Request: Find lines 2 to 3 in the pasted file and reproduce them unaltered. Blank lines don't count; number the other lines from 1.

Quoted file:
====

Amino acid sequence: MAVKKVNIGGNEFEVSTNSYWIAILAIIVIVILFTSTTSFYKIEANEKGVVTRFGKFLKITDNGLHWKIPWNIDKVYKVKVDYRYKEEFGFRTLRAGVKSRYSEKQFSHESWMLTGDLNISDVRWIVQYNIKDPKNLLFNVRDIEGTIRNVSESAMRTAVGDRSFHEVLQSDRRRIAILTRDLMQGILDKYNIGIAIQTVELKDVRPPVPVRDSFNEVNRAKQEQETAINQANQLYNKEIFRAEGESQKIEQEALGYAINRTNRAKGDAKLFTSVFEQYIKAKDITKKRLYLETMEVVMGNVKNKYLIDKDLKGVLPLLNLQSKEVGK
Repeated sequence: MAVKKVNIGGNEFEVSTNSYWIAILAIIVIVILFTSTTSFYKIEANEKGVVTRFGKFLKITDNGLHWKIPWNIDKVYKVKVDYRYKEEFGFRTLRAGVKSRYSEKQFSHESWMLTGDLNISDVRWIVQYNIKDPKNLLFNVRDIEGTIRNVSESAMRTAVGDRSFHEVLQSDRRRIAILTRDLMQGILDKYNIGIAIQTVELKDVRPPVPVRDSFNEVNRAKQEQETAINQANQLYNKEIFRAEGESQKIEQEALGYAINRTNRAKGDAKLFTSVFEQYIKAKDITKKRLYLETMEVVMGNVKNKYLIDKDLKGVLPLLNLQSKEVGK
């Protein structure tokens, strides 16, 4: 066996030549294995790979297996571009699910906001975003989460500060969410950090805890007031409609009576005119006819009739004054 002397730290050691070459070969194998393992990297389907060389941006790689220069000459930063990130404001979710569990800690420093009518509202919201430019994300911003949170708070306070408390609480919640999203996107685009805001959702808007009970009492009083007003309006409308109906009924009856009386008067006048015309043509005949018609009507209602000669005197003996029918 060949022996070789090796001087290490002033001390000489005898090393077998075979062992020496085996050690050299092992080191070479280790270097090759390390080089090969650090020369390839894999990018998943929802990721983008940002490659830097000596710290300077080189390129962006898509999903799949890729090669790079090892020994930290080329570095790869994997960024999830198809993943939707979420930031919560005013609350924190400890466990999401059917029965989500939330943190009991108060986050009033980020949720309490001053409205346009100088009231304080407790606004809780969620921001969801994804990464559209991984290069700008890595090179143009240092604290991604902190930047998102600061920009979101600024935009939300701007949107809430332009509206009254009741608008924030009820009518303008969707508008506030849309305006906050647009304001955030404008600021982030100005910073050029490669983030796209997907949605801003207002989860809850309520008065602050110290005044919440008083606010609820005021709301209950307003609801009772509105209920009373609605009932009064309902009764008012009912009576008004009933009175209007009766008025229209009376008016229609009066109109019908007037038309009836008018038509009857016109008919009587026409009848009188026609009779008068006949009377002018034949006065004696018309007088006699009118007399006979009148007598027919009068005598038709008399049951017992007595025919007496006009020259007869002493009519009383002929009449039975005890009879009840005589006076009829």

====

Repeated sequence: MAVKKVNIGGNEFEVSTNSYWIAILAIIVIVILFTSTTSFYKIEANEKGVVTRFGKFLKITDNGLHWKIPWNIDKVYKVKVDYRYKEEFGFRTLRAGVKSRYSEKQFSHESWMLTGDLNISDVRWIVQYNIKDPKNLLFNVRDIEGTIRNVSESAMRTAVGDRSFHEVLQSDRRRIAILTRDLMQGILDKYNIGIAIQTVELKDVRPPVPVRDSFNEVNRAKQEQETAINQANQLYNKEIFRAEGESQKIEQEALGYAINRTNRAKGDAKLFTSVFEQYIKAKDITKKRLYLETMEVVMGNVKNKYLIDKDLKGVLPLLNLQSKEVGK
């Protein structure tokens, strides 16, 4: 066996030549294995790979297996571009699910906001975003989460500060969410950090805890007031409609009576005119006819009739004054 002397730290050691070459070969194998393992990297389907060389941006790689220069000459930063990130404001979710569990800690420093009518509202919201430019994300911003949170708070306070408390609480919640999203996107685009805001959702808007009970009492009083007003309006409308109906009924009856009386008067006048015309043509005949018609009507209602000669005197003996029918 060949022996070789090796001087290490002033001390000489005898090393077998075979062992020496085996050690050299092992080191070479280790270097090759390390080089090969650090020369390839894999990018998943929802990721983008940002490659830097000596710290300077080189390129962006898509999903799949890729090669790079090892020994930290080329570095790869994997960024999830198809993943939707979420930031919560005013609350924190400890466990999401059917029965989500939330943190009991108060986050009033980020949720309490001053409205346009100088009231304080407790606004809780969620921001969801994804990464559209991984290069700008890595090179143009240092604290991604902190930047998102600061920009979101600024935009939300701007949107809430332009509206009254009741608008924030009820009518303008969707508008506030849309305006906050647009304001955030404008600021982030100005910073050029490669983030796209997907949605801003207002989860809850309520008065602050110290005044919440008083606010609820005021709301209950307003609801009772509105209920009373609605009932009064309902009764008012009912009576008004009933009175209007009766008025229209009376008016229609009066109109019908007037038309009836008018038509009857016109008919009587026409009848009188026609009779008068006949009377002018034949006065004696018309007088006699009118007399006979009148007598027919009068005598038709008399049951017992007595025919007496006009020259007869002493009519009383002929009449039975005890009879009840005589006076009829």